English Saddle Pads

Square pads – Rectangular, but usually curved in front to follow the shape of a saddle’s knee rolls.

Shaped pads – Cut to follow the lines of a particular type of saddle, i.e. close contact/jumping, all-purpose, dressage.

Dressage pads – Rectangular, but longer at sides than an all-purpose square pad to accommodate the saddle’s longer flaps.

Half-pads – Fit under the saddle, but don’t extend down, allowing the rider more leg contact on the horse.

Baby pads – Lightweight to protect a thicker full or half-pad from sweat and dirt, although they can be used on their own. Easier to wash than bulkier pads.

Western Saddle Pads

Blanket/cloth – Thin, long woven pieces of fabric folded in half for padding at it’s most basic.

Trail/pleasure riding pads – Mainly square shaped, but sometimes contoured. Breathability, moisture wicking and pressure distribution are key for longer hours in the saddle.

Barrel racing pads –
Lightweight and rounded at the back to follow shape of barrel saddle skirts, allowing improved movement and increased speed.

Roping pads – Often thick for shock absorption to counteract repeated jerking and pulling on the saddle.

Reining pads – Generally cut to accommodate a reining saddle’s butterfly skirt cut that offers close leg contact.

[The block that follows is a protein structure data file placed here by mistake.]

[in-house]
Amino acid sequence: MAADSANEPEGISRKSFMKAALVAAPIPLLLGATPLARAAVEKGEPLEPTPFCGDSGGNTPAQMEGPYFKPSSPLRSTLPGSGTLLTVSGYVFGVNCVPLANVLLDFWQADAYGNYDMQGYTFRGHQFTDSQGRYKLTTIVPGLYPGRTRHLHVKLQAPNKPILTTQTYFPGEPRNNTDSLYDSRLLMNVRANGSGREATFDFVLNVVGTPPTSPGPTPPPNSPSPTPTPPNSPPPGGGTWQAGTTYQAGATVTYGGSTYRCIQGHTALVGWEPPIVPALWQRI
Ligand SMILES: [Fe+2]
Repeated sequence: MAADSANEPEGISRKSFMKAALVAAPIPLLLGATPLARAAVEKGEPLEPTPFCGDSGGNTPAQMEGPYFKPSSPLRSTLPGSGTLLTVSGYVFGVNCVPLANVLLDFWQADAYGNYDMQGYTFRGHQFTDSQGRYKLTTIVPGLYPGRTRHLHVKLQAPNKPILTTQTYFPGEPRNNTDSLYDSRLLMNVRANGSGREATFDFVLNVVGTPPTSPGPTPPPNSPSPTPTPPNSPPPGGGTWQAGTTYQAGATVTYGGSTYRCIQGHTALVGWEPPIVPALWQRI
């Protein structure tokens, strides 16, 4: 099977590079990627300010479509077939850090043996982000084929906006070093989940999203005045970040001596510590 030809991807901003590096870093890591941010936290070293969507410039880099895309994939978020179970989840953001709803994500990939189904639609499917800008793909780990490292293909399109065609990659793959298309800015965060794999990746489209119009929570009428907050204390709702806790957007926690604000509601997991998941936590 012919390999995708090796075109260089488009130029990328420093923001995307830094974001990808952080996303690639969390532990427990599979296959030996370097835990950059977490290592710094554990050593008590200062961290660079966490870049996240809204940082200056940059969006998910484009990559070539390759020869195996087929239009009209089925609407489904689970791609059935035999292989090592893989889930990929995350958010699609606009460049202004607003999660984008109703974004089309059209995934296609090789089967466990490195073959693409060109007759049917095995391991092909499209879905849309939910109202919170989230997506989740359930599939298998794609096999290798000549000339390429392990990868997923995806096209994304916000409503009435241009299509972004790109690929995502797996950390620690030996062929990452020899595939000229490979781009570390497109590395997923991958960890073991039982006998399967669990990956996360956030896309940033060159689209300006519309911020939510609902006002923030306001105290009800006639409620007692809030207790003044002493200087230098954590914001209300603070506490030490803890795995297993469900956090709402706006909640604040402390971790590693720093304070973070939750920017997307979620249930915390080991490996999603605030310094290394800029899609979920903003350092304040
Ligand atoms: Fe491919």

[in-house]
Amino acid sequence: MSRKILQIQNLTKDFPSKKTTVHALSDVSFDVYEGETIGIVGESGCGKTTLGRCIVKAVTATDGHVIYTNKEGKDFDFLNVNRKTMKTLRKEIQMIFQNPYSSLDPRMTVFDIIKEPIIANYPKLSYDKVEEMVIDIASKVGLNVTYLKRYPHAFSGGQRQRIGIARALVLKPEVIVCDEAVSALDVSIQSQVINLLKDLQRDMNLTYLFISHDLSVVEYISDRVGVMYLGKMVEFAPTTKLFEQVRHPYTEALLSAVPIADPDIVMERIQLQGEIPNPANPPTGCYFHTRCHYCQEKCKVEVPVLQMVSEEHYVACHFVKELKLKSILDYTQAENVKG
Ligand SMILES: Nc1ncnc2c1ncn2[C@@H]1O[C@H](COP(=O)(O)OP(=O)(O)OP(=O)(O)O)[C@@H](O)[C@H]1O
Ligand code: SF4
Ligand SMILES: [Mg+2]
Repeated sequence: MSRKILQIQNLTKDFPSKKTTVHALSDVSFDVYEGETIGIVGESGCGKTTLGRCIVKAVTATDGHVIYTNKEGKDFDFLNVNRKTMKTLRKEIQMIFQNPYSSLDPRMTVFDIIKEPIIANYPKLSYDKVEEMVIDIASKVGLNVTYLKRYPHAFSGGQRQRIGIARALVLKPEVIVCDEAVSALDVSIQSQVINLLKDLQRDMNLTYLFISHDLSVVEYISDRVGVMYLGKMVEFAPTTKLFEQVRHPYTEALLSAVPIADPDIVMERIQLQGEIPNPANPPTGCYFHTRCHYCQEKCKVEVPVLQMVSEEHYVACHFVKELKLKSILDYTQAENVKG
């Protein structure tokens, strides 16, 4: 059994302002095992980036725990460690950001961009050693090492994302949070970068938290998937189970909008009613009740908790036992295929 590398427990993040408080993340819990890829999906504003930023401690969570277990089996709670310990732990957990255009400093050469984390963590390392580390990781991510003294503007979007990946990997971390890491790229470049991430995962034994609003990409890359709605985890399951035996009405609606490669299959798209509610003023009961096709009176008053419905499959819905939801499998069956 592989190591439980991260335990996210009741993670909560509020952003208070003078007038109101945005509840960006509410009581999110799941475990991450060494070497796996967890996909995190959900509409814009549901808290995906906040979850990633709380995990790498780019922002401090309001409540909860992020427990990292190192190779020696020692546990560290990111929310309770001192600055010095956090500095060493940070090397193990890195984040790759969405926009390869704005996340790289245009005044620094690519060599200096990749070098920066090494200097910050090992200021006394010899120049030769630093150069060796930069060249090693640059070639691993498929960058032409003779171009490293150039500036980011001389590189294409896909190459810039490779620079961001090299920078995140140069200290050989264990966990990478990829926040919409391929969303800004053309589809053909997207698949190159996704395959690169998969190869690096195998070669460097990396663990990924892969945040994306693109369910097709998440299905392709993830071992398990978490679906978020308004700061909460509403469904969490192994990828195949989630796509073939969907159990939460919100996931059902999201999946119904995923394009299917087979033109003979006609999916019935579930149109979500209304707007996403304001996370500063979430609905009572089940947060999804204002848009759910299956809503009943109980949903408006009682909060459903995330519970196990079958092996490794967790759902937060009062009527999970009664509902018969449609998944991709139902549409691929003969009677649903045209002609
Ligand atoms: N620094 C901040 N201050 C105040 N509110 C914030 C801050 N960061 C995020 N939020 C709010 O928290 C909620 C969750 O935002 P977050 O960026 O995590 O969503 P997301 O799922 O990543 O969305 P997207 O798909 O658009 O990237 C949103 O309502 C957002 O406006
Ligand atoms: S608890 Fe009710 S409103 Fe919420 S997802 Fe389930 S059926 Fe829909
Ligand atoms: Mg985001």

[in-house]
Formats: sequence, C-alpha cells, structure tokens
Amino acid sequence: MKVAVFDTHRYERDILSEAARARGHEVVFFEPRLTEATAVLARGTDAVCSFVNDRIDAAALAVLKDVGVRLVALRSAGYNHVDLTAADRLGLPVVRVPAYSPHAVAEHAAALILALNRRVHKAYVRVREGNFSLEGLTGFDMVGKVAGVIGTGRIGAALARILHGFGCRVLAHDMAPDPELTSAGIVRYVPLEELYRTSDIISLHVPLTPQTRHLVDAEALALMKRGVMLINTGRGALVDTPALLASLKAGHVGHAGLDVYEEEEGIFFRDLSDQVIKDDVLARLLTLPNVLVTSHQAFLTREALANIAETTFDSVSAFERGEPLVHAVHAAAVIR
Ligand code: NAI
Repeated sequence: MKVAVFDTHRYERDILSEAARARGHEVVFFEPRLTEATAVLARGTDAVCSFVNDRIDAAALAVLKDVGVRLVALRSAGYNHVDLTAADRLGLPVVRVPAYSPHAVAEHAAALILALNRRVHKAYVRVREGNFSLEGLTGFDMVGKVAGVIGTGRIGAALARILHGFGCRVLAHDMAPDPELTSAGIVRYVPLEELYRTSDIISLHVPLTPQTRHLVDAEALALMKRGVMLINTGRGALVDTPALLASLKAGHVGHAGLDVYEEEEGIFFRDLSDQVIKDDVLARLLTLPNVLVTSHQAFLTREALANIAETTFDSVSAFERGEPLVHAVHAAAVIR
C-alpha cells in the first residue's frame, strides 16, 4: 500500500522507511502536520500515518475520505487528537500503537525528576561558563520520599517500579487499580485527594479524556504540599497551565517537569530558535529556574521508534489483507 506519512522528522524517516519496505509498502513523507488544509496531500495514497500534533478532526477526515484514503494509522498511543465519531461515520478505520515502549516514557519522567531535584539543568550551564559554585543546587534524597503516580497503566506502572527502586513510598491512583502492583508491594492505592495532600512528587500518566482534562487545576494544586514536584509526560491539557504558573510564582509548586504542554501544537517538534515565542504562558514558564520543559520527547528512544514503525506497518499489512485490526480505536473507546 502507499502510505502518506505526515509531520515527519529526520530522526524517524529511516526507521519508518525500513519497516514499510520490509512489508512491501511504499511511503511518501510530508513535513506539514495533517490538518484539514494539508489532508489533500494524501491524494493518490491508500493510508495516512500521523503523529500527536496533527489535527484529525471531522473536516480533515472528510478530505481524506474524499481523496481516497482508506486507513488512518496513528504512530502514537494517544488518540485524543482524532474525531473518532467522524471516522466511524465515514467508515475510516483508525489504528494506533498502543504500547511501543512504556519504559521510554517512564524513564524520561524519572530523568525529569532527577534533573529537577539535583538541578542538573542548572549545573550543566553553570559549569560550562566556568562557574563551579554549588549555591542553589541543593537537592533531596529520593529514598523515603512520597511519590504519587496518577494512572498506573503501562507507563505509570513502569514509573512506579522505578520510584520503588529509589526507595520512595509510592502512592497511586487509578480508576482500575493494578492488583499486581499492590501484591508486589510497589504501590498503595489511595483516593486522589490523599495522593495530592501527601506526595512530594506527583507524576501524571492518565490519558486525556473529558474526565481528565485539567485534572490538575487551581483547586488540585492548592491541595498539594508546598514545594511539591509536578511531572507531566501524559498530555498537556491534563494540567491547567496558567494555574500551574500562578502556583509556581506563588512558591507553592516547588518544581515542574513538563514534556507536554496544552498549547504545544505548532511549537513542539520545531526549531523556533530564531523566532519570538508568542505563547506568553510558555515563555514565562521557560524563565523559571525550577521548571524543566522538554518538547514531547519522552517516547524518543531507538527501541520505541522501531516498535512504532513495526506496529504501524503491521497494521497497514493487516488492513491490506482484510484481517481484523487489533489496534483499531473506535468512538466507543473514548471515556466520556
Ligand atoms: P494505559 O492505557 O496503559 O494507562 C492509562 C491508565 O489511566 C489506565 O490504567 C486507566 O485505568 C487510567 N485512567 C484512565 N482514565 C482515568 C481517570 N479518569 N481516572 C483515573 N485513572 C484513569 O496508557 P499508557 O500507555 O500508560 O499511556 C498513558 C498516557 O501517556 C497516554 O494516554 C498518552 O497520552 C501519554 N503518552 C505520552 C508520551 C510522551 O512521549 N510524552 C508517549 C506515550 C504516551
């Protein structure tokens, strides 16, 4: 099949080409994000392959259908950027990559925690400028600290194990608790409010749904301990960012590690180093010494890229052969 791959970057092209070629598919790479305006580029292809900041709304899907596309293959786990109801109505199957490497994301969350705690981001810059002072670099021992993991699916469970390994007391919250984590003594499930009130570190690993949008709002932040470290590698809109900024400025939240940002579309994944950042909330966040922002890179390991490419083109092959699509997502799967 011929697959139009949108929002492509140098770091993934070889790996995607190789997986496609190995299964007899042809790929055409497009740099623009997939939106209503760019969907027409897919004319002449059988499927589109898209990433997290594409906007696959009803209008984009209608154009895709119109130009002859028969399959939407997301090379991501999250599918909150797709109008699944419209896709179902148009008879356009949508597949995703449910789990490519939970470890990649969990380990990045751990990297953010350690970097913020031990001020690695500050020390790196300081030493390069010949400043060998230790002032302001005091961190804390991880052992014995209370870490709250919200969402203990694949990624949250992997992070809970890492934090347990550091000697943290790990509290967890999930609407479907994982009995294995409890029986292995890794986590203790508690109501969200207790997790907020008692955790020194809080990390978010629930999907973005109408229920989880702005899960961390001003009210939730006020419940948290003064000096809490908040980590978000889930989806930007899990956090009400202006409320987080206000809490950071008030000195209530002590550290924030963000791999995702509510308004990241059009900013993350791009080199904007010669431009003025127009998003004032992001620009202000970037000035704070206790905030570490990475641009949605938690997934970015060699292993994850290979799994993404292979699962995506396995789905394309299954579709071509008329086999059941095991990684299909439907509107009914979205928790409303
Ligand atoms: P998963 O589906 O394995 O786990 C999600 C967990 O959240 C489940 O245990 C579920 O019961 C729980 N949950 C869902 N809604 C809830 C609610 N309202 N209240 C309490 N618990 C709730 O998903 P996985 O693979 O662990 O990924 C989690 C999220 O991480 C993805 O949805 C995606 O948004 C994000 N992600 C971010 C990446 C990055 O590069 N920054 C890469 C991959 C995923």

Liners – Used underneath pads for extra protection and cleanliness.

Correction Pads

Although not meant to be a long-term solution, correction pads can provide a temporary saddle fit fix for situations such as a horse’s change in weight or fitness. Shims, for example, are thin pads that come in several shapes, sizes and materials (including foam, gel, felt). They’re placed under the saddle or in pockets on the pad itself to fill in small gaps, particularly, but not limited to, the shoulder area.

Wedge pads and risers raise either the cantle or pommel on an English saddle to balance the saddle correctly. Western built-ups provide the same function at the wither area, while bridge pads help fill in gaps between the saddle and the horse’s back.

Many Materials